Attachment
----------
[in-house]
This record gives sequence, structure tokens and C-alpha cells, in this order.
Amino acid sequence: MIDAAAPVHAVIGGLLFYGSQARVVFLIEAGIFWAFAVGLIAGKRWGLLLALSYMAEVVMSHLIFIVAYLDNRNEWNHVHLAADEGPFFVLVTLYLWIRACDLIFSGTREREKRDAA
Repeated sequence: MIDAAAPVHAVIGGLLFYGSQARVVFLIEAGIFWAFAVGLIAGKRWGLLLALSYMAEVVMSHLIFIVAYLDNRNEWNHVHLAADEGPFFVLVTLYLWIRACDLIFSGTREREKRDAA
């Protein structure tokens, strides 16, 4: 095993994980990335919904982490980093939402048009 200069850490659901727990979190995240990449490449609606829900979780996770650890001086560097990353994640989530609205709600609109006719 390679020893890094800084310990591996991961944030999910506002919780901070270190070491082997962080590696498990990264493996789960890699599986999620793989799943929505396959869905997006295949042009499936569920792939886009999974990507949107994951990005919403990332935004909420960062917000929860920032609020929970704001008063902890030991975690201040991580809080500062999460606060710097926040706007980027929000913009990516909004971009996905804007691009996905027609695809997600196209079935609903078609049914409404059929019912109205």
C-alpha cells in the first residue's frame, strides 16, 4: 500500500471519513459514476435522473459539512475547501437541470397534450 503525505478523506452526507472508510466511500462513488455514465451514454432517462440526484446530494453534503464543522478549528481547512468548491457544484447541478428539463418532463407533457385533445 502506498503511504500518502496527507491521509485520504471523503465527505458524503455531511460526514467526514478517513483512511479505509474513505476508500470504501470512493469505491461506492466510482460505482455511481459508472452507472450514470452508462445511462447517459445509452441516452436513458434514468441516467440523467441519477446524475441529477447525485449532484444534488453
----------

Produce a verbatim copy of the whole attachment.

[in-house]
This record gives sequence, structure tokens and C-alpha cells, in this order.
Amino acid sequence: MIDAAAPVHAVIGGLLFYGSQARVVFLIEAGIFWAFAVGLIAGKRWGLLLALSYMAEVVMSHLIFIVAYLDNRNEWNHVHLAADEGPFFVLVTLYLWIRACDLIFSGTREREKRDAA
Repeated sequence: MIDAAAPVHAVIGGLLFYGSQARVVFLIEAGIFWAFAVGLIAGKRWGLLLALSYMAEVVMSHLIFIVAYLDNRNEWNHVHLAADEGPFFVLVTLYLWIRACDLIFSGTREREKRDAA
């Protein structure tokens, strides 16, 4: 095993994980990335919904982490980093939402048009 200069850490659901727990979190995240990449490449609606829900979780996770650890001086560097990353994640989530609205709600609109006719 390679020893890094800084310990591996991961944030999910506002919780901070270190070491082997962080590696498990990264493996789960890699599986999620793989799943929505396959869905997006295949042009499936569920792939886009999974990507949107994951990005919403990332935004909420960062917000929860920032609020929970704001008063902890030991975690201040991580809080500062999460606060710097926040706007980027929000913009990516909004971009996905804007691009996905027609695809997600196209079935609903078609049914409404059929019912109205």
C-alpha cells in the first residue's frame, strides 16, 4: 500500500471519513459514476435522473459539512475547501437541470397534450 503525505478523506452526507472508510466511500462513488455514465451514454432517462440526484446530494453534503464543522478549528481547512468548491457544484447541478428539463418532463407533457385533445 502506498503511504500518502496527507491521509485520504471523503465527505458524503455531511460526514467526514478517513483512511479505509474513505476508500470504501470512493469505491461506492466510482460505482455511481459508472452507472450514470452508462445511462447517459445509452441516452436513458434514468441516467440523467441519477446524475441529477447525485449532484444534488453